The Future Of The Game Industry

The Future Of The Game Industry



I have one word to describe The Game Industry this year: "meh." Nothing was astounding or groundbreaking, but, at the same time, nothing was so horrible that I wanted to gouge out my eyes. Unfortunately, that's probably the worst outcome an The Game Industry can have. An amazing The Game Industry means tons of interesting new innovative IPs that will reinvigorate the industry, while an undeniably horrible The Game Industry shows companies where they clearly have to make changes in order to survive. A "meh" The Game Industry does nothing but further the status quo, and that's never a good thing.

So why was The Game Industry so bland this year? First of all, it can be argued that we are entering the lame duck phase of this gaming generation. With the Wii U on the way and the promise of new Sony and Microsoft systems hitting the market soon, few developers will choose now as the time to drop the bomb on their brand new amazing IPs. Sure, we saw some crazy interesting games like Watch Dogs and Beyond: Two Souls, but while these games are good, they aren't going to change the way we look at gaming the way that God of War did when it first came out.

On the other hand, the endless string of safe entries in established series continued as per usual. Halo 4, Dead Space 3, Far Cry 3, Assassin's Creed III, Resident Evil 6, God of War: Ascension—and the list goes on. In fact, it's probably easier to count which games at the show weren't sequels. These safe bets, games that make money based on their name alone, have been the status quo in the gaming industry for the past few years. Unless we want ten million copies of the same Call of Duty shooter, things are going to have to change.

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Unfortunately, things won't change. The cost of game development has skyrocketed in this generation. In order to keep up with all the brand new technology available, AAA games have to be gigantic multimillion dollar projects, which means they need to make gigantic multi-millions of dollars in profit. That's not easy to do. In fact, it's so hard that publishers are hesitant to green light anything that isn't guaranteed to bring back a fat massive paycheck. Since shooters and action games are hot right now, we are seeing less and less of the RPG, platformer, and fighting game genres, and more and more of the same carbon copy Aim-Down-Sights gameplay.

There are a couple problems with this method of thinking, though. First of all, shooters and action games will not always be hot. Even now, Modern Warfare 3 didn't do as well as Black Ops did, and overall enthusiasm for the shooter and action market is starting to drop. When these games stop producing a guaranteed return on investment, where does the gaming industry turn? What will be the next big thing when we have already systematically run through every genre that exists? The answer might make you unhappy.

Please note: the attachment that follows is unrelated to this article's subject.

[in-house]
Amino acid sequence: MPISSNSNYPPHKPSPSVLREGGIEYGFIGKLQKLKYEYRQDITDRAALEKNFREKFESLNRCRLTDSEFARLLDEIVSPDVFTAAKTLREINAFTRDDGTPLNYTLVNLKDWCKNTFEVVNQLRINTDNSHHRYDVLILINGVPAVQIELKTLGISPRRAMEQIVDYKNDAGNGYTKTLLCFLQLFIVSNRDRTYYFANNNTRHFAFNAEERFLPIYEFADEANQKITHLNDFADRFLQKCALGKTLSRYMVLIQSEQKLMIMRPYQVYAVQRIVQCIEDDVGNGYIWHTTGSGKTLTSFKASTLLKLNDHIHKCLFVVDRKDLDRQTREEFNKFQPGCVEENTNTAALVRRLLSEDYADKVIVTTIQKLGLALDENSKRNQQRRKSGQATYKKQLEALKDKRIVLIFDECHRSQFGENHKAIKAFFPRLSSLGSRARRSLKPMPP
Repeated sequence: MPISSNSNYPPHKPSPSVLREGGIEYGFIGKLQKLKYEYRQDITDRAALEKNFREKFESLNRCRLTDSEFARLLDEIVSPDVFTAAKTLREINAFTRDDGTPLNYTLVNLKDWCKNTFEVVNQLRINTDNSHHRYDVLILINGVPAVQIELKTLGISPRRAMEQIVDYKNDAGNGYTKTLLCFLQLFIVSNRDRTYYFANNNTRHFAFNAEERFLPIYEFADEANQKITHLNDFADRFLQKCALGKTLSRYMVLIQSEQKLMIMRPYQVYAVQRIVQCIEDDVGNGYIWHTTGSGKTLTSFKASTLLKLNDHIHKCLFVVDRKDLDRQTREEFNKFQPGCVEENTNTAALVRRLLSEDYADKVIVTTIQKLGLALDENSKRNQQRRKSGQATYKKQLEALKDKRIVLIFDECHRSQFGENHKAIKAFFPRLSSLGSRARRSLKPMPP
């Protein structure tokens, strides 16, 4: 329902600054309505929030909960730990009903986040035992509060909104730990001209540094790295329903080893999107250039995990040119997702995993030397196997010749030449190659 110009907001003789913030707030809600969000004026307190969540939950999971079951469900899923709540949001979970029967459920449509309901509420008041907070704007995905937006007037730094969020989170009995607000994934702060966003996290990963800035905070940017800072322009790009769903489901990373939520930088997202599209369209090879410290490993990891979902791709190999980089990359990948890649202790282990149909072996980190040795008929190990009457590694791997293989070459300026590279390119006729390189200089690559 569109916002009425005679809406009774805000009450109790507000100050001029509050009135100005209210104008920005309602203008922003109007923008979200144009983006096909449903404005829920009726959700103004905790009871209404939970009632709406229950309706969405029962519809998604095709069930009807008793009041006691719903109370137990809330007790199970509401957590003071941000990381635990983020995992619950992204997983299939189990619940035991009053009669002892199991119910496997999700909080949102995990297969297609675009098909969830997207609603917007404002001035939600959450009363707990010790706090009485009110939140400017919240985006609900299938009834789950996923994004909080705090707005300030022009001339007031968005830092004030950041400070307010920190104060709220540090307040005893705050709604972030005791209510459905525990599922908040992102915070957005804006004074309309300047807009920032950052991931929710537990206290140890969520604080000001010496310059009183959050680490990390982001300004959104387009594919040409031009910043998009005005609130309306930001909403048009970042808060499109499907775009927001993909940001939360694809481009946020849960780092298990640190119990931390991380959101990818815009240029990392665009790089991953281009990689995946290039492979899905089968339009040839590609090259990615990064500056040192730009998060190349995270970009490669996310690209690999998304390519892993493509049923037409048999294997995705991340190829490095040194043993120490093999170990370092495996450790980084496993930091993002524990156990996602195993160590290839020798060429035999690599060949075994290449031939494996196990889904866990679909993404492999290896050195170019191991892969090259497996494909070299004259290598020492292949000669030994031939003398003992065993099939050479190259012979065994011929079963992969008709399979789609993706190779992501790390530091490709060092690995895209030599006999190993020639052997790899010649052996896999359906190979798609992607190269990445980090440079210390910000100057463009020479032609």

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The answer is mobile gaming. Why are we seeing great developers and producers like Keiji Inafune switching to the mobile market? Because it's new, and when a market is new developers can do pretty much whatever they want. Remember when gaming itself was new? The big hit at the arcades was a yellow circle who ate pellets and ran from ghosts! We had games that were based around psycho chefs creating giant burgers by running over the ingredients all while combatting mutant fast food! It was a time for experimentation, and that was thrilling.

The same is true in the mobile gaming sphere right now. Mobile gaming isn't ruled by publishers that insist on multimillion dollar projects with absurd return-on-investment expectations. Mobile games can be made by very few people on a very low budget and still be quite fun. Sometimes mobile games can be cranked out in less than a month, which is a far shorter development cycle than the years required to make a console game. Also, while mobile games are sold at lower prices, much of that money goes straight to the developer; there aren't gigantic chunks of profit taken out by publishers or distributors. Mobile gaming is a playground for game developers to try new ideas because the old market has become so oppressive.

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But most of us gamers don't want mobile gaming to become the new standard. So how do we fix this? Simple, we take a cue from Hollywood and let our big studios with their dumb action blockbusters funnel money into smaller indie studios. These indie studios will then produce more artistic, innovative games on lower budgets with less of an expectation for return on investment. These games will become the new groundbreaking IPs that unexpectedly explode onto the scene, thus dictating the trend of the big blockbuster releases for another few years while the indie studios continue to test new waters. It might not be the best model, but at least it's sustainable. Right now, every game company is doing nothing but releasing the equivalent of Transformers 2, over and over again.

So where does the future of our industry lie? Mobile gaming? Indie gaming? Perhaps we'll see a gigantic crash whenever the gaming community falls out of love with shooters and game studios get crushed under the weight of their own development costs? Soon, I'm sure the future of gaming will become quite interesting. For now, all I can say is "meh".

By
Angelo M. D'Argenio
Contributing Writer
Date: June 20, 2012

*The views expressed within this article are solely the opinion of the author and do not express the views held by Cheat Code Central.*

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